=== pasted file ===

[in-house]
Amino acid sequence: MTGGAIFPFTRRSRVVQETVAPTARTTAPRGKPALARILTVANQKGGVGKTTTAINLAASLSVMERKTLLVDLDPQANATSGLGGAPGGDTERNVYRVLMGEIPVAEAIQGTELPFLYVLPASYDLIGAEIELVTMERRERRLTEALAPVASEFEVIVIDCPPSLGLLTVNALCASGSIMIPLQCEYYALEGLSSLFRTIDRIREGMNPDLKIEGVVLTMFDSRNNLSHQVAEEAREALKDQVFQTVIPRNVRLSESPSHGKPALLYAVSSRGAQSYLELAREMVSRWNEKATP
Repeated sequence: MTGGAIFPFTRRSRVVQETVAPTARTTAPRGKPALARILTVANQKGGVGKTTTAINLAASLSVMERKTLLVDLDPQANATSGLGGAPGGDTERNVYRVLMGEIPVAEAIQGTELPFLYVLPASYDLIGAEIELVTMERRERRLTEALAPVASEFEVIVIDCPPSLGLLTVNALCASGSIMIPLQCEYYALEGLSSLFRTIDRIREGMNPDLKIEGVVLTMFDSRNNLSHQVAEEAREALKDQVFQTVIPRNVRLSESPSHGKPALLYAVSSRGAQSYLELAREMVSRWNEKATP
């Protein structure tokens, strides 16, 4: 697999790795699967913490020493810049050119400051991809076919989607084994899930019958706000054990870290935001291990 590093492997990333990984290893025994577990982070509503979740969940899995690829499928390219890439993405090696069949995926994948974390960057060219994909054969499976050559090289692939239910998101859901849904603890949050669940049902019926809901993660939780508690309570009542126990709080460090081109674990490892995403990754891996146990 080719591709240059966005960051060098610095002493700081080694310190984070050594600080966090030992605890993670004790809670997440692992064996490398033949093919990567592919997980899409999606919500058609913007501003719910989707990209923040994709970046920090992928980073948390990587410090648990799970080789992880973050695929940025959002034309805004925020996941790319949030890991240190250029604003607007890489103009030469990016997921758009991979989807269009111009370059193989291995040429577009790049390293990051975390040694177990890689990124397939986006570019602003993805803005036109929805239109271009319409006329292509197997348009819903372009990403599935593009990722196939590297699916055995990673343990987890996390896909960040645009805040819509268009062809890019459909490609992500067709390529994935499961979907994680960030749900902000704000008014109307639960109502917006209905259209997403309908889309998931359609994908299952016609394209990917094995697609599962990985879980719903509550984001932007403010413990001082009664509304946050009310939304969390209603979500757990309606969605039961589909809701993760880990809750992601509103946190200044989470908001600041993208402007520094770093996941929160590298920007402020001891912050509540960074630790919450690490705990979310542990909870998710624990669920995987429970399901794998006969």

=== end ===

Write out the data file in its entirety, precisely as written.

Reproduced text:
[in-house]
Amino acid sequence: MTGGAIFPFTRRSRVVQETVAPTARTTAPRGKPALARILTVANQKGGVGKTTTAINLAASLSVMERKTLLVDLDPQANATSGLGGAPGGDTERNVYRVLMGEIPVAEAIQGTELPFLYVLPASYDLIGAEIELVTMERRERRLTEALAPVASEFEVIVIDCPPSLGLLTVNALCASGSIMIPLQCEYYALEGLSSLFRTIDRIREGMNPDLKIEGVVLTMFDSRNNLSHQVAEEAREALKDQVFQTVIPRNVRLSESPSHGKPALLYAVSSRGAQSYLELAREMVSRWNEKATP
Repeated sequence: MTGGAIFPFTRRSRVVQETVAPTARTTAPRGKPALARILTVANQKGGVGKTTTAINLAASLSVMERKTLLVDLDPQANATSGLGGAPGGDTERNVYRVLMGEIPVAEAIQGTELPFLYVLPASYDLIGAEIELVTMERRERRLTEALAPVASEFEVIVIDCPPSLGLLTVNALCASGSIMIPLQCEYYALEGLSSLFRTIDRIREGMNPDLKIEGVVLTMFDSRNNLSHQVAEEAREALKDQVFQTVIPRNVRLSESPSHGKPALLYAVSSRGAQSYLELAREMVSRWNEKATP
């Protein structure tokens, strides 16, 4: 697999790795699967913490020493810049050119400051991809076919989607084994899930019958706000054990870290935001291990 590093492997990333990984290893025994577990982070509503979740969940899995690829499928390219890439993405090696069949995926994948974390960057060219994909054969499976050559090289692939239910998101859901849904603890949050669940049902019926809901993660939780508690309570009542126990709080460090081109674990490892995403990754891996146990 080719591709240059966005960051060098610095002493700081080694310190984070050594600080966090030992605890993670004790809670997440692992064996490398033949093919990567592919997980899409999606919500058609913007501003719910989707990209923040994709970046920090992928980073948390990587410090648990799970080789992880973050695929940025959002034309805004925020996941790319949030890991240190250029604003607007890489103009030469990016997921758009991979989807269009111009370059193989291995040429577009790049390293990051975390040694177990890689990124397939986006570019602003993805803005036109929805239109271009319409006329292509197997348009819903372009990403599935593009990722196939590297699916055995990673343990987890996390896909960040645009805040819509268009062809890019459909490609992500067709390529994935499961979907994680960030749900902000704000008014109307639960109502917006209905259209997403309908889309998931359609994908299952016609394209990917094995697609599962990985879980719903509550984001932007403010413990001082009664509304946050009310939304969390209603979500757990309606969605039961589909809701993760880990809750992601509103946190200044989470908001600041993208402007520094770093996941929160590298920007402020001891912050509540960074630790919450690490705990979310542990909870998710624990669920995987429970399901794998006969």